And there were shepherds living out in the fields nearby, keeping watch over their flocks at night. An angel of the Lord stood before them, and the glory of the Lord shone around them, and they were greatly afraid. Then the angel said to them, "Do not be afraid, for behold, I bring you good tidings of great joy which will be to all people. For there is born to you this day in the city of David a Savior, who is Christ the Lord. Luke 2:8-11
According to Strong's Greek & Hebrew Dictionary the words in verse 10 for "all people" are "pas laos" means "everyone" or "all men."
If the angel wanted to say that the Savior was for just a select group he could have said that Jesus' birth for a certain select few, but he didn't, he said the Savior was for all people.
The Christmas message is this, the Savior, was and is for all men. For kings and shepherds, wise men and ignorant men, Jews and Gentiles, and even a thief on a cross some 33 years later. ______________________________________
The Significance of the Christian Feast of Michaelmas, the Jewish Feast of Tabernacles, and December 25th
The Bible does not tell us the actual date of Christ’s birth and the early church did not celebrate “Christmas”, certainly not as we know it and, not that it really matters, it has been pointed out that the day we celebrate Christmas, December 25th, is likely of pagan origin. Many historians and Bible scholars make a good case that the actual date of the birth of Christ was probably in the fall.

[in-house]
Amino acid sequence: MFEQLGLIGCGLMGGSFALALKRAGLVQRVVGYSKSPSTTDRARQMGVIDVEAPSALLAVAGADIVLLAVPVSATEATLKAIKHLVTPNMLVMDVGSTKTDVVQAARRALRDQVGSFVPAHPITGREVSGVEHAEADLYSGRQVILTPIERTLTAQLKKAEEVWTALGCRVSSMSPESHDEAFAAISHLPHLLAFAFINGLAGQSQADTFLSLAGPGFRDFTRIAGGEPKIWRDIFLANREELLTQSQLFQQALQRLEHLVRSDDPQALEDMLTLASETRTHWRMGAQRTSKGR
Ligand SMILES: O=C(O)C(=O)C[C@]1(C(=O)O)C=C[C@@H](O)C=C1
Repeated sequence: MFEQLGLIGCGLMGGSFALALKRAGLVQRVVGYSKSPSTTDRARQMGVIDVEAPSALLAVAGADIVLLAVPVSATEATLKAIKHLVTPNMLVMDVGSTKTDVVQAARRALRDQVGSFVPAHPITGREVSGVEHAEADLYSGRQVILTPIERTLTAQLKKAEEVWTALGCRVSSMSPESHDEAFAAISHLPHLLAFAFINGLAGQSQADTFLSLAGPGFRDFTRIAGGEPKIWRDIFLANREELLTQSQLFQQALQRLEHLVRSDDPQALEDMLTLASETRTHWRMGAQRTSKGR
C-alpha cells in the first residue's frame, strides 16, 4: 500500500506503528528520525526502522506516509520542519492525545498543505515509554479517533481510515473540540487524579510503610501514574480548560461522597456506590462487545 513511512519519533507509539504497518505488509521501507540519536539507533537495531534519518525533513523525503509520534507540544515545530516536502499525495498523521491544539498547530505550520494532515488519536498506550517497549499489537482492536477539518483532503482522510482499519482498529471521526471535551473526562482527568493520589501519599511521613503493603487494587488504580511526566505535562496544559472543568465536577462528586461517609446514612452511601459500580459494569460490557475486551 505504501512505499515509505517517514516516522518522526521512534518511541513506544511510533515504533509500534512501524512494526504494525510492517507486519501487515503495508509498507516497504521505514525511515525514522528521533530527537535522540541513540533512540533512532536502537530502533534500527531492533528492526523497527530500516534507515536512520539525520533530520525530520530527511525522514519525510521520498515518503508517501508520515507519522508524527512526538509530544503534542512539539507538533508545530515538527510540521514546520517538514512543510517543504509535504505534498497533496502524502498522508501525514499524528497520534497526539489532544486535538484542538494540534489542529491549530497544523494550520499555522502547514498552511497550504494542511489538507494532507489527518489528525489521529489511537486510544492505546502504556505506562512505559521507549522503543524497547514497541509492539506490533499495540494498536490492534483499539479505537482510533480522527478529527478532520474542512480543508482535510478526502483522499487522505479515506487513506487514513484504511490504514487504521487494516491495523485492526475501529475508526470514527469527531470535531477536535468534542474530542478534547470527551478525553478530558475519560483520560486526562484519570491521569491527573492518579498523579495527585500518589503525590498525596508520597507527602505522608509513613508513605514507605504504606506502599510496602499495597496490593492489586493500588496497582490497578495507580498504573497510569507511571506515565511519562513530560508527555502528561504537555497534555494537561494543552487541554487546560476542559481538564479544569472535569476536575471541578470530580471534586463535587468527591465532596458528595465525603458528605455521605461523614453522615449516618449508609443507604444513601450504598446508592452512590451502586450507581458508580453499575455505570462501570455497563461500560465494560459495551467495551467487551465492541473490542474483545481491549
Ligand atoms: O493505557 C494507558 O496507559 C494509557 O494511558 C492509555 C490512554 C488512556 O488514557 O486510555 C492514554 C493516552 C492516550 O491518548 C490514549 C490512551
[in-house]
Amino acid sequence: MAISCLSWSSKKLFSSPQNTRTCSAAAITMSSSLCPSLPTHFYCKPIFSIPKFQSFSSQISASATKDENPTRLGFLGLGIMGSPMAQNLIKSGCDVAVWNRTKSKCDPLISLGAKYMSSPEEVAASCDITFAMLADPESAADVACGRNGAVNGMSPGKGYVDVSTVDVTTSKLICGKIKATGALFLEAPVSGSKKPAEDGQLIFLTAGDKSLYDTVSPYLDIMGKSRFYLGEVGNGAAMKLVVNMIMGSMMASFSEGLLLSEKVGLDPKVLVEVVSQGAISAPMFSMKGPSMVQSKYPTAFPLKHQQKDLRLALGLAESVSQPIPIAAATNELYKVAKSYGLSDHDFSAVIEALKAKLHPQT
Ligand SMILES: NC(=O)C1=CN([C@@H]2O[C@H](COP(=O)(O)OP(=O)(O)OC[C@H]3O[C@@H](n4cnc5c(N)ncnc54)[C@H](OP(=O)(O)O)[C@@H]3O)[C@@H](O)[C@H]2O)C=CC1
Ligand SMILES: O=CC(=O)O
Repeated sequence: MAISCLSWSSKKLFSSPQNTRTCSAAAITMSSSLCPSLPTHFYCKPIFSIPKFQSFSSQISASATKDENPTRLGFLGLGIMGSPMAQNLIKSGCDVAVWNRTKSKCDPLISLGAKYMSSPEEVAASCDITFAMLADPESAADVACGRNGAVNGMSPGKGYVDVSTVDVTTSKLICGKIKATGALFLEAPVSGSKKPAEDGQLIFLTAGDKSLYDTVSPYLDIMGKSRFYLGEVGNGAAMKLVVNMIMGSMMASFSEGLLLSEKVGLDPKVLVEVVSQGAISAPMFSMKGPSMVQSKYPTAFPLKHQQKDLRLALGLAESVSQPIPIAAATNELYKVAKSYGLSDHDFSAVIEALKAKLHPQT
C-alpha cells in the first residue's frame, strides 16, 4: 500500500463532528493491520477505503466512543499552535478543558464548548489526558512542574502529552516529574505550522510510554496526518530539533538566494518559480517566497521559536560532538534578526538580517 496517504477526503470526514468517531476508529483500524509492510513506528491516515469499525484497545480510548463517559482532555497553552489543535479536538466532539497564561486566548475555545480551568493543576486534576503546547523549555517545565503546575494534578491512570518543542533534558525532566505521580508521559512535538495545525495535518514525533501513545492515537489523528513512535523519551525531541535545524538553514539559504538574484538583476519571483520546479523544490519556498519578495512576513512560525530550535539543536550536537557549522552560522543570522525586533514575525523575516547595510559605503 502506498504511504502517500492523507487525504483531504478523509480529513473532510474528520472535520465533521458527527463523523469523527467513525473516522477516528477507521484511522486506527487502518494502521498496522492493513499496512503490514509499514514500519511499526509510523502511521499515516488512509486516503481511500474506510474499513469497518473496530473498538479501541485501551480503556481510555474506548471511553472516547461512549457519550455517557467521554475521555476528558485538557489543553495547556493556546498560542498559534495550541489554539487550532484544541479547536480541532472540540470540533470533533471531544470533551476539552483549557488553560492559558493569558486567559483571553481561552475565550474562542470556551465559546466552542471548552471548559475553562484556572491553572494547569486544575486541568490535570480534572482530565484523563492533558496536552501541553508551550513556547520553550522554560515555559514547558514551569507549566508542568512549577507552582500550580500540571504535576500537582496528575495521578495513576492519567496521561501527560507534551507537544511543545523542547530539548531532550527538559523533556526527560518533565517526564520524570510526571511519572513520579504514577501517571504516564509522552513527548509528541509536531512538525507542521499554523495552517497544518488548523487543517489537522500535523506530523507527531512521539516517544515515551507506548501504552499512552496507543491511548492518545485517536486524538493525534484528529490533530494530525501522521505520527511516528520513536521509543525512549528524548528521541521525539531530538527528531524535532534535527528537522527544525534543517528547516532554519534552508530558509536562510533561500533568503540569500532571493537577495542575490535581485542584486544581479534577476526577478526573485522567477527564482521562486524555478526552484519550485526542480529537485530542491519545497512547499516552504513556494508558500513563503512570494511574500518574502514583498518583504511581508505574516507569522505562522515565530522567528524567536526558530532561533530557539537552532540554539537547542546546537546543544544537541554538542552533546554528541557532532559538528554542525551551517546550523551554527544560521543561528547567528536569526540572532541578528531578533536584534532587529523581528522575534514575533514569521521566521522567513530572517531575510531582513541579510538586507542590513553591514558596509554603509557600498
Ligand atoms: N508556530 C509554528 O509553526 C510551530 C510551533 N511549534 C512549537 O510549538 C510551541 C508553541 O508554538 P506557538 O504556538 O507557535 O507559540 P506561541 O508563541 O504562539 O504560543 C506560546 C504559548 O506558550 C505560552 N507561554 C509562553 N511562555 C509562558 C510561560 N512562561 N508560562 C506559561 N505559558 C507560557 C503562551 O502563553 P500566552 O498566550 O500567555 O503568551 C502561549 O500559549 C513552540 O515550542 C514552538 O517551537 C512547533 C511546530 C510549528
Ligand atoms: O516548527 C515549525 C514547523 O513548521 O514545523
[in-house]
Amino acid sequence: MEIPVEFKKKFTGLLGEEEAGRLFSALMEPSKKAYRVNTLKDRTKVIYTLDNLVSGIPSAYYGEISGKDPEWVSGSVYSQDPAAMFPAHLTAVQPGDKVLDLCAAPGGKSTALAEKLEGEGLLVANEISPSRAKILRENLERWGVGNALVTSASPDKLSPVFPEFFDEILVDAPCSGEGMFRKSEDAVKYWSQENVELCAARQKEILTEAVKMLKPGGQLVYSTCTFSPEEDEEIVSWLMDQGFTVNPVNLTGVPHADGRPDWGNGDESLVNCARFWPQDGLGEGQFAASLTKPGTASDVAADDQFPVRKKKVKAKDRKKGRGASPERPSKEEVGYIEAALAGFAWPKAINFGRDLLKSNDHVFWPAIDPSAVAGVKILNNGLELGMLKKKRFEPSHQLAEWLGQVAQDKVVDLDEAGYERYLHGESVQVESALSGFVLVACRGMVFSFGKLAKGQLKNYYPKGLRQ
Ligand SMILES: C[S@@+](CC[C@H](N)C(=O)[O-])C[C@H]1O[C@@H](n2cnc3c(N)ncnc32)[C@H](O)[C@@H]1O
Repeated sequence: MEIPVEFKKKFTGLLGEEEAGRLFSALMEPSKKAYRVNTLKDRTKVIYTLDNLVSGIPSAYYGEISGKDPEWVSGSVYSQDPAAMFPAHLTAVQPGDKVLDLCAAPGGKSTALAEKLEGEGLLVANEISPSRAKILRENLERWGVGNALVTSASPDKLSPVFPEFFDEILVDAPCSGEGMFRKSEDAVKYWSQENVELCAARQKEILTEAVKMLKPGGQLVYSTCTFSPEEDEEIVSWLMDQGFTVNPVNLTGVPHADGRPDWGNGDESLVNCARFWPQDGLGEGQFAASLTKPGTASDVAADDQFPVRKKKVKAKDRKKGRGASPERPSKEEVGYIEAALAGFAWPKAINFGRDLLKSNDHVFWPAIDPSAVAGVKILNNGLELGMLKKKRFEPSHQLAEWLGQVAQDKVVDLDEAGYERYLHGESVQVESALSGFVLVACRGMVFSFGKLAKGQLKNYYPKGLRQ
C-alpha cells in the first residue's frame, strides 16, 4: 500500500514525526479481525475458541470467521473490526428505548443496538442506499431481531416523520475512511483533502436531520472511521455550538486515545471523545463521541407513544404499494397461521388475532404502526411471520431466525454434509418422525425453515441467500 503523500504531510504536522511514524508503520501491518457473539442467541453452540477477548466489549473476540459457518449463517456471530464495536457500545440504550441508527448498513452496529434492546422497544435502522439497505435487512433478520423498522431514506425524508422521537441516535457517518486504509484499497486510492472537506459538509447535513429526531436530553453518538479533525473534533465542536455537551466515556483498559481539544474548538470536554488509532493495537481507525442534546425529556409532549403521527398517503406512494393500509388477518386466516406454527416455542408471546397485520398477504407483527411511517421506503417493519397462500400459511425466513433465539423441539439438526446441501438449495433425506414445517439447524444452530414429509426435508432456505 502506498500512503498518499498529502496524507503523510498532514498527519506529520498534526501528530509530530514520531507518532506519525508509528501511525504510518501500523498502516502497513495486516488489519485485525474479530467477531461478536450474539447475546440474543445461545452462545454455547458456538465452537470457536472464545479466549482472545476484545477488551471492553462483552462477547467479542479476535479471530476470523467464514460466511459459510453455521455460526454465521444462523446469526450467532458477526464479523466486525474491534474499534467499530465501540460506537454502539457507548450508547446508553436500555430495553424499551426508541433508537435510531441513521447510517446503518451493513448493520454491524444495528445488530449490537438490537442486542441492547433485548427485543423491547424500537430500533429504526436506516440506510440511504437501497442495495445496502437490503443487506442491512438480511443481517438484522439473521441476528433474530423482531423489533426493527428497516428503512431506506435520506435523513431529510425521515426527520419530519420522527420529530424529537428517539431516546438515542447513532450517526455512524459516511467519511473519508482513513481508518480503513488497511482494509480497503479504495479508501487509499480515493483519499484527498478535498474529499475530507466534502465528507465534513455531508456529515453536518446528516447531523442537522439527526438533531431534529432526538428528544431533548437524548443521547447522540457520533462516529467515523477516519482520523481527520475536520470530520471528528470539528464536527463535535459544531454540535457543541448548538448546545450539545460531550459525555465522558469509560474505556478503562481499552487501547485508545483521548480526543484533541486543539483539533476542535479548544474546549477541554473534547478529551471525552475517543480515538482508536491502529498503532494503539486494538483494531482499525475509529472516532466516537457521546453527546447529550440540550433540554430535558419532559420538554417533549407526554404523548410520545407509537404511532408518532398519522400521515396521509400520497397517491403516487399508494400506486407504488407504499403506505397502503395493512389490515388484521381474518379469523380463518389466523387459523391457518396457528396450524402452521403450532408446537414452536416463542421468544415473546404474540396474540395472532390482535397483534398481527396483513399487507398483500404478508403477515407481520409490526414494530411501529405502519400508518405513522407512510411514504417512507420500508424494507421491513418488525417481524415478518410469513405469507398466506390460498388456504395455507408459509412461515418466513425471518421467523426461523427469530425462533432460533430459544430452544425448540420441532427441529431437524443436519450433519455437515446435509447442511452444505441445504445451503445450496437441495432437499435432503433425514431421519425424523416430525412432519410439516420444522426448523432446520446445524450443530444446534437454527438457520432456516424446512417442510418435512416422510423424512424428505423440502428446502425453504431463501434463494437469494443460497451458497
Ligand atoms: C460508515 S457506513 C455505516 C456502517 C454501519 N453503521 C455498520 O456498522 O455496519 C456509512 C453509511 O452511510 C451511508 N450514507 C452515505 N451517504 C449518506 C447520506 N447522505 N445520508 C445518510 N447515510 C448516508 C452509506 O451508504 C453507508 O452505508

Dr. Henry Morris, founder of the Institute for Creation Research, wrote an interesting article "When God Became Man" (1) explaining how both the fall date and the December date are significant in regard to the birth of Jesus.
A feast called the Feast of Michaelmas was popular in the Middle Ages and according to Dr. Morris the feast was celebrated on September 29th in observance of the angel, Michael, who may have been the main angel among the heavenly host sent to announce the birth of Jesus to the shepherds.
Michaelmas was celebrated several days before the Jewish Feast of Tabernacles which was observed “each fall in gratitude for the annual harvest, with each family dwelling for a time in a tent, or "tabernacle.” When John wrote that "the Word was made flesh, and dwelt among us", he did not use the usual Greek word for "dwell." Instead, he said, literally, that the Word (that is, the Creator) "tabernacled" among us for a time...”